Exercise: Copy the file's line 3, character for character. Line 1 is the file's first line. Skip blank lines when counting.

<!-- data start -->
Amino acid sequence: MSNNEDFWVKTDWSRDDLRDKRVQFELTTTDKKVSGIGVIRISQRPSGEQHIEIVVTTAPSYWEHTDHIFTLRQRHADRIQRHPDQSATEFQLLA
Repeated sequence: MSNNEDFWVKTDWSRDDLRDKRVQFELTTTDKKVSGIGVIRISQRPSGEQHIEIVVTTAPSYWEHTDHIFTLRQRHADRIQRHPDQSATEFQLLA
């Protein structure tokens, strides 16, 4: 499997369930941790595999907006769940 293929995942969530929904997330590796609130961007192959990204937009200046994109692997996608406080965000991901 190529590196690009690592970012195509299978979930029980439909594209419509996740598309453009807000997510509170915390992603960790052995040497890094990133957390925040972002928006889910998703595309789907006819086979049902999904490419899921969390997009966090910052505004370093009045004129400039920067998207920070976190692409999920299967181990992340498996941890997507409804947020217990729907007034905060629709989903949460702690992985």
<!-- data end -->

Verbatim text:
């Protein structure tokens, strides 16, 4: 499997369930941790595999907006769940 293929995942969530929904997330590796609130961007192959990204937009200046994109692997996608406080965000991901 190529590196690009690592970012195509299978979930029980439909594209419509996740598309453009807000997510509170915390992603960790052995040497890094990133957390925040972002928006889910998703595309789907006819086979049902999904490419899921969390997009966090910052505004370093009045004129400039920067998207920070976190692409999920299967181990992340498996941890997507409804947020217990729907007034905060629709989903949460702690992985």